This strange proclivity for knob-stealing revealed itself to me at the recycling store where I work. We take in, test, and clean used appliances. We also take off the knobs and save them in numbered bags. Usually we do the testing and knob-saving in the back workroom, but recently a couple of things happened to upset the normal routine.
The first was that I put out into the store a range hood. It was a relatively new stainless steel appliance, and I spent about twenty minutes cleaning and testing it before putting it on the store shelf. I completely forgot that someone might steal the knobs. I thought knob stealers only stole from larger appliances. Never assume. Someone stole the small range hood knobs.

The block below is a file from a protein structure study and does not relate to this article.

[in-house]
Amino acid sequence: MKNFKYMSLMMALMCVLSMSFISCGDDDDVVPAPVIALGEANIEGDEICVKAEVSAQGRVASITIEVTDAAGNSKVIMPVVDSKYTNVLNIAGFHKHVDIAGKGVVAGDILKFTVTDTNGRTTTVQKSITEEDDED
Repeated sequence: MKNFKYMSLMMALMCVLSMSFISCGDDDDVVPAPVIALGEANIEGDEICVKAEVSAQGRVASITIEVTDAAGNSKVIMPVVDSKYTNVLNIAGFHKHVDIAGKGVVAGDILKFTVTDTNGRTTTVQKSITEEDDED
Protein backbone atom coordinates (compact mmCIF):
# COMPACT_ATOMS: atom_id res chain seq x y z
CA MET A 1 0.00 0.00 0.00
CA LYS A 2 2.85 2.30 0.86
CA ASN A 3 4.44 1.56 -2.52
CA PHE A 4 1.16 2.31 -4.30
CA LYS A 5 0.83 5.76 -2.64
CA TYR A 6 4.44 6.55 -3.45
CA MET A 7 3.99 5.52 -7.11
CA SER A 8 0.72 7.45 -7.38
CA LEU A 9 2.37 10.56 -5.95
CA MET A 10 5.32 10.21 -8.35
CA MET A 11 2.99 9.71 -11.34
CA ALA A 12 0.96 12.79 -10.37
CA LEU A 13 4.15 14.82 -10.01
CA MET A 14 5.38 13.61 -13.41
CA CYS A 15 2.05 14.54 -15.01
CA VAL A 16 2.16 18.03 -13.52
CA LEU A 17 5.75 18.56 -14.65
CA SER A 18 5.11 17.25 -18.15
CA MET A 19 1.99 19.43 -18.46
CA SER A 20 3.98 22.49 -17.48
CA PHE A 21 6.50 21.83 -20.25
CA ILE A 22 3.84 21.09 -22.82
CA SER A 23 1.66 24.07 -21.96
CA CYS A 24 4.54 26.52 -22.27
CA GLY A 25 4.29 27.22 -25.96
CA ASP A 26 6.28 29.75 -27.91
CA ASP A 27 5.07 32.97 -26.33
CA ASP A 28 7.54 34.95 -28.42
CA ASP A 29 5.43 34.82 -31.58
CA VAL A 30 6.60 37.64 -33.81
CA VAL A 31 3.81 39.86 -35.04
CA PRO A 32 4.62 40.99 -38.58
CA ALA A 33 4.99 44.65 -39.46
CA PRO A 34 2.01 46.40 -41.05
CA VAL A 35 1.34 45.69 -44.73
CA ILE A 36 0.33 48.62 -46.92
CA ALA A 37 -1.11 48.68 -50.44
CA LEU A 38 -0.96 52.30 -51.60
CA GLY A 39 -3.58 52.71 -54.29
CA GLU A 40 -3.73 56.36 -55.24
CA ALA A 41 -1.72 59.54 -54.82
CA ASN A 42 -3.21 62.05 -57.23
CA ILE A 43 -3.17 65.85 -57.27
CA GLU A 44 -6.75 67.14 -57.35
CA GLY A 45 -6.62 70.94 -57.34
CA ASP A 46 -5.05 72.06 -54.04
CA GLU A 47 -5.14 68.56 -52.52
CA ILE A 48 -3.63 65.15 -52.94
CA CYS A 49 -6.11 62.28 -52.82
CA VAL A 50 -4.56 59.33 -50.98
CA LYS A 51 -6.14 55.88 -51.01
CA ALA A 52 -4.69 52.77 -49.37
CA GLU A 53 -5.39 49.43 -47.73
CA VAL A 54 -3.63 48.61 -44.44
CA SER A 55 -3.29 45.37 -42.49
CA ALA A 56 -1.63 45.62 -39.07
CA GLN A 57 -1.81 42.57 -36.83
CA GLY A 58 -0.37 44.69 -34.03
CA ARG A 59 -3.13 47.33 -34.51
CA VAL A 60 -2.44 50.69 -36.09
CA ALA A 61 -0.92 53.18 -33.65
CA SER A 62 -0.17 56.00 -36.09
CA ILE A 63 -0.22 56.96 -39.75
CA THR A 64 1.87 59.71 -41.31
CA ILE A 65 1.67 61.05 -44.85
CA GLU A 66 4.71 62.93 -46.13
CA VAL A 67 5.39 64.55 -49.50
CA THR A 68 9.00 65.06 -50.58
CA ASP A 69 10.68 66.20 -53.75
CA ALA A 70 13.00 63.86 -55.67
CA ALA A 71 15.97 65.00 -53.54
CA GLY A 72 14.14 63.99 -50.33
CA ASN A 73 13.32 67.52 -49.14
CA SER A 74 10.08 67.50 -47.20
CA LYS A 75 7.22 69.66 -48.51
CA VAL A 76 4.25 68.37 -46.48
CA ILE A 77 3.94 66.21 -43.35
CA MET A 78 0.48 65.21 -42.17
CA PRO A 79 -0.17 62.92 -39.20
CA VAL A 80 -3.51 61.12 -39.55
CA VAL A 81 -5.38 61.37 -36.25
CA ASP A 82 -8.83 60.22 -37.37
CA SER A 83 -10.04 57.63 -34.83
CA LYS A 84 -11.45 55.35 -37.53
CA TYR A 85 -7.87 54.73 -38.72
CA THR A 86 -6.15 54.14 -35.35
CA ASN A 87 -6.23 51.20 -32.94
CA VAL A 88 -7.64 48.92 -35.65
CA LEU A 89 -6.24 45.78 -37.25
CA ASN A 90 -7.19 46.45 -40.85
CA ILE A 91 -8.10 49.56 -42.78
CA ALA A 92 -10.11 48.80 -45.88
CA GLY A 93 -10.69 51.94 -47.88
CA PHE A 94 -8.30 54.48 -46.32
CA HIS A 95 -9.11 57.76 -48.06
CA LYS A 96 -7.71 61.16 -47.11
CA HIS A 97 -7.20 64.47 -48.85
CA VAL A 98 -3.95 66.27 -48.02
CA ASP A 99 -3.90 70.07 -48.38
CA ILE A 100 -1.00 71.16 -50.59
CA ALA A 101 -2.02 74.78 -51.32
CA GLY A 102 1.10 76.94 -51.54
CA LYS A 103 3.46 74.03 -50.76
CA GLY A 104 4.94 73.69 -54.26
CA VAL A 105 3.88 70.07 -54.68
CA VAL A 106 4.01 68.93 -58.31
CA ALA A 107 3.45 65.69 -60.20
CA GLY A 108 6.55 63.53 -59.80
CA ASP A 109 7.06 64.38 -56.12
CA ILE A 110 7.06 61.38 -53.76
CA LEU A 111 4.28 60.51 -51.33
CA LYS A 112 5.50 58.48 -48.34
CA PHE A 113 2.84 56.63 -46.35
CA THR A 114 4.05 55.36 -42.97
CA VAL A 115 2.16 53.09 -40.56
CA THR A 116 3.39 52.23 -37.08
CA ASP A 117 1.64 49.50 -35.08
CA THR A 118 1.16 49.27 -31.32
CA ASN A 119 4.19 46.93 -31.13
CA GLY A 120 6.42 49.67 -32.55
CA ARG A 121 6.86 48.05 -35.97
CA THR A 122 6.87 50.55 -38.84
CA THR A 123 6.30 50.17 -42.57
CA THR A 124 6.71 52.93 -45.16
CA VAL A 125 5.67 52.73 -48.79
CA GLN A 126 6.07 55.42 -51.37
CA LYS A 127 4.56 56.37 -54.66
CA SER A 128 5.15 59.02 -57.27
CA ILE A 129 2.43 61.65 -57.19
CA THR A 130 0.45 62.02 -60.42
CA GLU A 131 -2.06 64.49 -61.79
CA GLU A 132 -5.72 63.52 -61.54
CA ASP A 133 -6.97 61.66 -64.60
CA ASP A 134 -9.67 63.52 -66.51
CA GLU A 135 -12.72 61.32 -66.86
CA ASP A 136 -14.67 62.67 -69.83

Then, we took in a very new washer and dryer pair in a fashionable colour, in good working order. While we were actually in the process of testing the washer and it was hooked up to our sink faucet, one of the knobs disappeared! We were dumbstruck. It hadn’t even made it out of the testing area yet!
As gobsmacked as I am that someone would steal knobs, I am also outraged that anyone could be so selfish as to steal anything from a non-profit store. The whole enterprise is based on community activism and trust. But the grinches who would steal Christmas will also steal from a charity.
In case you are reading this, knob-stealer, when you take a knob off an appliance, we can no longer sell it for its full resale value. We don’t have the resources to spend time and money tracking down and buying knobs. We have to practically give the appliance away. That means that about $100 that would otherwise go to helping a very needy local family, doesn’t.
You stole a $100 knob.
Categories: Living and Learning